Typing Practice with speedpad

đź“… March 10, 2017
Can you type faster than a robot?

The Ubuntu Linux repository is filled with lesser-known gems that are surprisingly useful and fun. Speedpad is one of them.

This a typing practice program that displays a random quote from fortune, but you compete against a typing robot.

 

Installation

Simply install speedpad from Synaptic or the command line.

sudo apt-get install speedpad

This is a terminal-abased program, so run it by entering speedpad at the command prompt.

Speedpad also needs fortune installed (if it is not already installed).

sudo apt-get install fortune

 

Speedpad in Action

You will be greeted with an organized interface that displays a random quote. Press Enter to begin.

Speedpad displays sportsmanship by waiting for you to make the first keystroke.

By default, the speedpad robot is limited to a speed of 100 WPM (words per minute.)

Who is ahead in the typing race? The robot is red, and you (the user) is white along with a numerical ranking. The % shows the total completion.

Upon completion of the quote, statistics are displayed in the bottom pane. Here, the robot won at 20 WPM while the user managed 15 WPM.

Pressing Enter will display a new quote, but if you want to practice the existing quote again, press CTRL+X. Press CTRL+Q to exit the program.

Winner! The user completed the quote at 25 WPM, but notice the errors. If you make any typing mistakes, they will be highlighted during the results. Case also matters.

Options

Changing the Default Target WPM

Observing man speedpad lists a number of command-line arguments. To change the default WPM from 100 to something else, such as 20, enter

speedpad --speed 20

This limits the robot speed to 20 WPM because it can become disheartening to always lose to a computer.

Changing the Quotes

Since speedpad retrieves its quotes from the fortune program, you can use the -c option to modify the fortune quotes, such as length (some are too long for comfort).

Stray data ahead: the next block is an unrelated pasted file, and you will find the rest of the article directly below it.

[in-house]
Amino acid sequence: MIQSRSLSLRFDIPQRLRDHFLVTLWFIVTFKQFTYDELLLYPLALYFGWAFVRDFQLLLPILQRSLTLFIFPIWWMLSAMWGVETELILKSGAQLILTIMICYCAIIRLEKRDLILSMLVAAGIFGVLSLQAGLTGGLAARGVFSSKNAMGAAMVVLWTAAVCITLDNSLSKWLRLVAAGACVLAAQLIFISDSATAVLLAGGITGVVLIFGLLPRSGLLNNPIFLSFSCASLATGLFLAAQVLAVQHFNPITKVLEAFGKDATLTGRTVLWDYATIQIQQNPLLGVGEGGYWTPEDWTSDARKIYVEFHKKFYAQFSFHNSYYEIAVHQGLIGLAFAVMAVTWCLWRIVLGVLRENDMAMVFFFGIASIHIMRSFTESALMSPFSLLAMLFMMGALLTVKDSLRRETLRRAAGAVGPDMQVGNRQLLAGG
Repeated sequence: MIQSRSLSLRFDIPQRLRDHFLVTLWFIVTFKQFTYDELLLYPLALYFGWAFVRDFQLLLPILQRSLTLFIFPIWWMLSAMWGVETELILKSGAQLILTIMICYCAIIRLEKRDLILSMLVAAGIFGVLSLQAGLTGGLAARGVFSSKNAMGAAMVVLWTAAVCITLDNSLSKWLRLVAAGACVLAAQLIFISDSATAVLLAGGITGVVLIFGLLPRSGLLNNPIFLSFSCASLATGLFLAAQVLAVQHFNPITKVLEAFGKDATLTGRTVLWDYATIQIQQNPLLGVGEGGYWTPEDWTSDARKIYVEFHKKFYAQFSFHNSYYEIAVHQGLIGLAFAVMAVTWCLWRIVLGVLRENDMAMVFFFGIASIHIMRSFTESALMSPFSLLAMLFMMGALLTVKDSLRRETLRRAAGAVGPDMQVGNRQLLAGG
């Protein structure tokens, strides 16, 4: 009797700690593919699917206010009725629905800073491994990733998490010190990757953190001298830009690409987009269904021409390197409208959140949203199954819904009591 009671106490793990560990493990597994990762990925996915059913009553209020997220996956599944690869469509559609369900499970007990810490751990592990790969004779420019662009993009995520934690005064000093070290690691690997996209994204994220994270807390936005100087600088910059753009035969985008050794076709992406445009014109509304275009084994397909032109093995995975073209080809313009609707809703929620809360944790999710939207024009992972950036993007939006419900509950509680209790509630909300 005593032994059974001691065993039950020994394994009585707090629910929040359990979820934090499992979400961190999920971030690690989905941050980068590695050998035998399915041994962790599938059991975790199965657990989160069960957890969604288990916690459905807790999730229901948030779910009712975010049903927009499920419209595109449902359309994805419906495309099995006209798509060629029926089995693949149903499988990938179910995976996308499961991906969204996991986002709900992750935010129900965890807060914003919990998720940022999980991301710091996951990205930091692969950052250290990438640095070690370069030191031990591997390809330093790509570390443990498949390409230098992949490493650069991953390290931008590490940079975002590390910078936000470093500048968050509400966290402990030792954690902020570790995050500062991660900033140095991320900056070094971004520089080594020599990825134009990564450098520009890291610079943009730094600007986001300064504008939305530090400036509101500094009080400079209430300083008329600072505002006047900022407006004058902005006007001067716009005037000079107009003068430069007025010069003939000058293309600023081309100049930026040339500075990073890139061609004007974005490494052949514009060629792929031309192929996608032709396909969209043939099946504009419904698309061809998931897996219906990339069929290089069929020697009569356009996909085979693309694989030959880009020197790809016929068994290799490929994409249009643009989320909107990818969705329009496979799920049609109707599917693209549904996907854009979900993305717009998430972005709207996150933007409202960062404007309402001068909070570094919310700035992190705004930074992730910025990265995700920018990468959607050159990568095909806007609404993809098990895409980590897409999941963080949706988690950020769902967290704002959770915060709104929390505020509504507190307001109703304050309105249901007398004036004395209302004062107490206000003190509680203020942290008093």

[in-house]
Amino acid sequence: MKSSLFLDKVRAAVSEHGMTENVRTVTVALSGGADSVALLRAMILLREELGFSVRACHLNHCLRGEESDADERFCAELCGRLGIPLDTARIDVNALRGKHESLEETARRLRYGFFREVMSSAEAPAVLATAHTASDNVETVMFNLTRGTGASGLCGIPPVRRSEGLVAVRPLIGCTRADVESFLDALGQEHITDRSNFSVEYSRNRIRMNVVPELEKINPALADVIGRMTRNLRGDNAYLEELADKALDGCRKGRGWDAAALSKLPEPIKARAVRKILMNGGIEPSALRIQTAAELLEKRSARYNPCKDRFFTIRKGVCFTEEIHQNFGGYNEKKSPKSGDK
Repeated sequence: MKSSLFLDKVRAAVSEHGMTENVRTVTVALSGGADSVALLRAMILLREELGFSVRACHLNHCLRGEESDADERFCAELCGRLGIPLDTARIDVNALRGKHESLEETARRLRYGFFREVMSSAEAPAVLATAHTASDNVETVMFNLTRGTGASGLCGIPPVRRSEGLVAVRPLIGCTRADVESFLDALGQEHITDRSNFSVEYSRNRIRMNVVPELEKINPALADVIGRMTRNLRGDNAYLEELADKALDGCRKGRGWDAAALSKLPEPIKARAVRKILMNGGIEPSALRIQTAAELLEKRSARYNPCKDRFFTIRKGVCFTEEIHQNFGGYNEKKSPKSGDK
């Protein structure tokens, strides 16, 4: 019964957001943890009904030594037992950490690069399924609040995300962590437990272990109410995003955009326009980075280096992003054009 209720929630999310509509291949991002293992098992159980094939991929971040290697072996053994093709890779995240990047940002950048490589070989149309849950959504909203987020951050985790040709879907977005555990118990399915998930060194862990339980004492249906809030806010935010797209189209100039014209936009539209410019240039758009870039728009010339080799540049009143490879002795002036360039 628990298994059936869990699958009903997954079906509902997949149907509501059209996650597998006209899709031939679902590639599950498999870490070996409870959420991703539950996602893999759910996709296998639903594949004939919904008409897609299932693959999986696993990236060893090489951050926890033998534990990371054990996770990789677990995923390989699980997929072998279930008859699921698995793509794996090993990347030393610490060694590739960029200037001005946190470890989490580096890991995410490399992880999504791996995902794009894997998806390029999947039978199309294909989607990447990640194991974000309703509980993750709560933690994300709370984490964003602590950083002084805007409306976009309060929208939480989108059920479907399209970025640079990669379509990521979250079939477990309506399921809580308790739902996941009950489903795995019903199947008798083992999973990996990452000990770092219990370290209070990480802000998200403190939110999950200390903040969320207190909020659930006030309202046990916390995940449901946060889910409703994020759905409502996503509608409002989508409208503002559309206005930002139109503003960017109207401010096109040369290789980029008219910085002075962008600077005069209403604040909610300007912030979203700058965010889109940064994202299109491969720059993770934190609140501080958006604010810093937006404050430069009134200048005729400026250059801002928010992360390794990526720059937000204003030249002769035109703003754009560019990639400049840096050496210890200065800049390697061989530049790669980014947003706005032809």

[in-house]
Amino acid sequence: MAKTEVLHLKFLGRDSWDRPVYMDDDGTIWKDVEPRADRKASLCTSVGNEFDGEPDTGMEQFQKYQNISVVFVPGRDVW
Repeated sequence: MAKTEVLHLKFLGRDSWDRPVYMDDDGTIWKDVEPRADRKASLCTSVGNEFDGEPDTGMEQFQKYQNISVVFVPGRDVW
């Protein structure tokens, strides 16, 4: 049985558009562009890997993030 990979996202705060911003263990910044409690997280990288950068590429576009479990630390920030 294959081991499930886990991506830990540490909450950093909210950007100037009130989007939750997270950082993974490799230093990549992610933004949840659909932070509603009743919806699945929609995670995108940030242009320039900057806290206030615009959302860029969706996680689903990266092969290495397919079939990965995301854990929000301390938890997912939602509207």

speedpad -c -- fortune -n 100

This limits the quote length to 100 characters.

speedpad --speed 20 -c -- fortune -n 100

This sets the robot speed to 20 and limits the fortune quote length to 100 characters.

Custom Words and Sentences

You can even use a text file containing custom sentences.

speedpad -c -- cat words.txt

or

speedpad words.txt

Custom word list from a text file named words.txt.

The entire file is displayed at once with this example. This is useful for custom wordlists.

One Line at a Time

What if we want to show one line at a time from a custom text file?

Since speedpad appears to execute its -c option for each new word (Enter), we can write a script that chooses a line at random from a text file. Here is a quick Python3 script (named select.py) that picks one line at random for display in speedpad:

#!/usr/bin/env python3
# Filename: select.py

import random
wordlist = 'words.txt'

with open(wordlist) as f:
    lines = f.readlines()

print(random.choice(lines).strip())

At the command-line, enter

speedpad -c -- python3 select.py

Same words.txt file, but one line is displayed at a time instead of the entire file.

Another line is chosen at random from the words.txt file.

This script is simple, so it will need to be modified to handle characters that need to be escaped.

Conclusion

Keyboard typing skills are indispensable for writing and programming. Need typing practice? Try speedpad! Speedpad is a quick and easy program that provides a way to hone your keyboard-warrior skills using real sentences.

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